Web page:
Review: Flying Lessons & Other Stories

Like many of you, I’m concerned about the future of America. With hate crimes against so many minority groups on the rise, things feel bleak. Our country seems to have forgotten how to treat each other with common decency and respect (if we ever really did that in the first place, which is debatable), and it breaks my heart. Which is why I’m sharing this book review today, as part of the National Day of Resistance. I want to do my part to resist casual hatred and bigotry by sharing a book full of multi-culturalism and understanding.

One of the rallying cries around social justice circles is that representation matters, and nowhere is that more important than in literature for children. Too often, the only stories told with black characters are set during either the civil rights era or slavery. Jewish characters are only seen in the Holocaust. We reduce these characters to stereotypes of struggle, rather than real people. It’s past time for these kids to see themselves in modern contexts and in stories that center their experience. Flying Lessons & Other Stories is a beautiful example of just that. The rare anthology for middle readers, this books collects stories by authors with a wide range of ethnic backgrounds, and that is reflected in the characters within.

All of these stories are realistic fiction (though one is historical, not contemporary), which I think serves the purpose of this book admirable. While I love to see more diversity in fantasy in science fiction, it’s also important for people (maybe especially kids) to see themselves as they truly exist, and to see how other people actually live. Not as stereotypes or problems, but as multi-faceted human beings.

But beyond representation and concept, these stories are eminently readable. I enjoyed every single one immensely. None of them felt like they were moralizing. All the kids felt very real, with strengths and weaknesses, and they all dealt with their problems in ways that felt plausible for children. And the stories are fun! Surprisingly, one of my favorites was the first in the collection, which is a story about basketball. It’s only surprising because I am not a sports fan, but De La Peña tells a great story about perseverance. Which is to say, these are stories that transcend subject.

While this book is targeted at kids, it’s very enjoyable as an adult, as well. I genuinely adored every single story in here! I highly recommend it for anyone who wants to see more diversity in their reading material, and in their authors.

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2017 Diverse Reading Challenge

I am not, in general, a fan of New Years resolutions. Too much pressure, not enough room to adapt and adjust with the year, and way too much potential for turning the inevitable backsliding into a sign of failure for my taste. But I do like goals, especially frivolous seeming ones that actually support my larger hopes and dreams. I have one such goal for 2017. Namely, to make sure that half of the books I read this year are by minority authors.

With everything going on politically, with the rise of fascism and actual neo-nazis and hate crimes and fear, this seems like literally the least I can do. Supporting authors from all walks of life is important for a diverse and democratic society. Plus, I can’t effectively fight hate if I don’t make sure to listen to other points of view, and one of the easiest ways to do that by reading.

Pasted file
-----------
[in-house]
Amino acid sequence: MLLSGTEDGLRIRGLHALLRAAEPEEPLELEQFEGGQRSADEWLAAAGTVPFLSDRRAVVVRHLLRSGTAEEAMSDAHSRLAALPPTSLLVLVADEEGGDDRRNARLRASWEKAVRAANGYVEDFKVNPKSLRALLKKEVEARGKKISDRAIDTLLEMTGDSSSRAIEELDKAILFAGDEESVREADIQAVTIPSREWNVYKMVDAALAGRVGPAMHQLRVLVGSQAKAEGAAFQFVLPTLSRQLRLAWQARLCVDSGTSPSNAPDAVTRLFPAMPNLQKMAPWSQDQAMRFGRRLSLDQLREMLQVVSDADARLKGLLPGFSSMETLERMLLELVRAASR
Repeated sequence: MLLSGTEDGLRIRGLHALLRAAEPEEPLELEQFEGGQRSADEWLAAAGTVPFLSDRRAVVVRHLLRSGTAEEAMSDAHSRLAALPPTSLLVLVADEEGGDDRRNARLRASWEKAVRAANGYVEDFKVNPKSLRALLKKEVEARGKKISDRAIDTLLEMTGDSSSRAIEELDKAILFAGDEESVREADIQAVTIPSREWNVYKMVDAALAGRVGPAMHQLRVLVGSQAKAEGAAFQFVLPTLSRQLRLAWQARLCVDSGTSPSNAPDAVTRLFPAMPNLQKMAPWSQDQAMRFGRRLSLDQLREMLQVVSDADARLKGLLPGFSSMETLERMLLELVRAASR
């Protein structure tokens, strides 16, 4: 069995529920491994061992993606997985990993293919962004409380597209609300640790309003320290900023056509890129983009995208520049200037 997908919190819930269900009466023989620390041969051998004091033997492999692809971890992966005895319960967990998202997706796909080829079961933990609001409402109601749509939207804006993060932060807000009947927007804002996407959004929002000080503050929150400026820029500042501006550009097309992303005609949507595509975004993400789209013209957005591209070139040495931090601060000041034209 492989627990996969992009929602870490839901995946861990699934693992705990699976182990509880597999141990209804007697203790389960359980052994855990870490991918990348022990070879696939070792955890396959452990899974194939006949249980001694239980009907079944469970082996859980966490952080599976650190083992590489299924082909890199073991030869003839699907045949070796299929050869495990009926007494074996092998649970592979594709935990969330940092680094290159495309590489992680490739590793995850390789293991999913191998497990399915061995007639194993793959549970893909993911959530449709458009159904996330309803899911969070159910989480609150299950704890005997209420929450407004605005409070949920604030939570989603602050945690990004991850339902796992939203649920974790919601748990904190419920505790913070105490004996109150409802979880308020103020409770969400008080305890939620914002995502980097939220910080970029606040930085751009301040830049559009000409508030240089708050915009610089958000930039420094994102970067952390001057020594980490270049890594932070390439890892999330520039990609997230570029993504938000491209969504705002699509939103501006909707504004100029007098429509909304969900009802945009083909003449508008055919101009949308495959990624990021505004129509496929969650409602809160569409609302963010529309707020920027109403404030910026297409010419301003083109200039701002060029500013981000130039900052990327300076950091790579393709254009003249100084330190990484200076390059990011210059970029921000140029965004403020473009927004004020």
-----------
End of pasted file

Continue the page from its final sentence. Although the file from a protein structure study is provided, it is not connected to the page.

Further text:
I don’t want to mislead you into thinking that I’m only reading political books this year. Not at all! Or at least, not overtly political books. I think that every book – no matter the subject or genre – carries the authors experience. So a fantasy novel written by a black woman or a Chinese American man is inherently coming from a different place than what someone who looks like me would write (not that everyone in the same ethnic group is coming from the same place! We all have different experiences, but race, religion, gender, and sexuality certainly influence our lives in ways that tend to be similar).

I agonized over my criteria. Do I count LGBTQ authors? Not everyone is publicly open about their sexuality, nor do I expect them to be. Do I include Jewish authors? I am half-Jewish, so maybe that doesn’t count as broadening my horizons. In the end, I’ve decided to be liberal in my definition of minority writers. Brown, black, Asian, Muslim, Jewish, queer, they all count.

So how does this support my larger hopes and dreams? One of those dreams is to see America become more open and accepting of all of its people, embracing the truth of different viewpoints. Reading from backgrounds other than my own is a very small step in that direction, but it is a step, particularly because I work in a bookstore and can then recommend those books to others when appropriate. The other dream/goal is to improve my writing, and reading excellent books by talented authors who I might not otherwise seek out can only help my own writing to improve.

I’m doing pretty well so far. I’ve finished three books, which is sort of insane for January 6, but two of them were graphic novels (Saga, volume 5 and 6, to be precise). The third book was The Kingdom of Gods, by N.K. Jemisin. So technically I’m behind, since I’m counting number of books read and not page count (I’m going by my Goodreads tally for “official” purposes), but that will even out soon enough. I’m already half-way through Brown Girl Dreaming, by Jacqueline Woodson, and I have at least five more books lined up to help me on my way. But if you have any suggestions, please do send them my way!